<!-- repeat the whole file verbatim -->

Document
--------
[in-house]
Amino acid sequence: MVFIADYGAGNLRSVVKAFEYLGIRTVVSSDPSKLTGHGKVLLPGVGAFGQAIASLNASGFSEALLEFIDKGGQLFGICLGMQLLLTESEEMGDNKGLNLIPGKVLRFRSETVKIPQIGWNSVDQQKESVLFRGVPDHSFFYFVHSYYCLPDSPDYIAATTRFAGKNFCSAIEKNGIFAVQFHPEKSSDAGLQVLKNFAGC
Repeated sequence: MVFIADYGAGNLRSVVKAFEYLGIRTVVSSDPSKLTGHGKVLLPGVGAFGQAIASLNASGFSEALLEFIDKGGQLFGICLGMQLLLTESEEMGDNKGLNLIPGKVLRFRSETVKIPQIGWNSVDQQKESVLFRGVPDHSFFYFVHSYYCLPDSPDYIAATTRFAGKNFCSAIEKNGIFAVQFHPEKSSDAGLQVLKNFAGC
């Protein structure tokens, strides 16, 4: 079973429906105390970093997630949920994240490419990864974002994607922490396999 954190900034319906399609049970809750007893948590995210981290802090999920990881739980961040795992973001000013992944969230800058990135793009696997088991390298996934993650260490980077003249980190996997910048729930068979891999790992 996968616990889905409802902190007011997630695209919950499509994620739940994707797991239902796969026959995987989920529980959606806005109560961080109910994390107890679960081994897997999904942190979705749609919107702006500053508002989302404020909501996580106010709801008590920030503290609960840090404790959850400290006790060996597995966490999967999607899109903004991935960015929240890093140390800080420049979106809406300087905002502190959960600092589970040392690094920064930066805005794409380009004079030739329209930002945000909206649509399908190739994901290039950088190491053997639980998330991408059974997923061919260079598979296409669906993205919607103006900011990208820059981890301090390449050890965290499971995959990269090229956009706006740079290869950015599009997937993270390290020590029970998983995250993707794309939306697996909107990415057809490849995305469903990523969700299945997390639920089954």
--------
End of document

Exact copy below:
[in-house]
Amino acid sequence: MVFIADYGAGNLRSVVKAFEYLGIRTVVSSDPSKLTGHGKVLLPGVGAFGQAIASLNASGFSEALLEFIDKGGQLFGICLGMQLLLTESEEMGDNKGLNLIPGKVLRFRSETVKIPQIGWNSVDQQKESVLFRGVPDHSFFYFVHSYYCLPDSPDYIAATTRFAGKNFCSAIEKNGIFAVQFHPEKSSDAGLQVLKNFAGC
Repeated sequence: MVFIADYGAGNLRSVVKAFEYLGIRTVVSSDPSKLTGHGKVLLPGVGAFGQAIASLNASGFSEALLEFIDKGGQLFGICLGMQLLLTESEEMGDNKGLNLIPGKVLRFRSETVKIPQIGWNSVDQQKESVLFRGVPDHSFFYFVHSYYCLPDSPDYIAATTRFAGKNFCSAIEKNGIFAVQFHPEKSSDAGLQVLKNFAGC
């Protein structure tokens, strides 16, 4: 079973429906105390970093997630949920994240490419990864974002994607922490396999 954190900034319906399609049970809750007893948590995210981290802090999920990881739980961040795992973001000013992944969230800058990135793009696997088991390298996934993650260490980077003249980190996997910048729930068979891999790992 996968616990889905409802902190007011997630695209919950499509994620739940994707797991239902796969026959995987989920529980959606806005109560961080109910994390107890679960081994897997999904942190979705749609919107702006500053508002989302404020909501996580106010709801008590920030503290609960840090404790959850400290006790060996597995966490999967999607899109903004991935960015929240890093140390800080420049979106809406300087905002502190959960600092589970040392690094920064930066805005794409380009004079030739329209930002945000909206649509399908190739994901290039950088190491053997639980998330991408059974997923061919260079598979296409669906993205919607103006900011990208820059981890301090390449050890965290499971995959990269090229956009706006740079290869950015599009997937993270390290020590029970998983995250993707794309939306697996909107990415057809490849995305469903990523969700299945997390639920089954």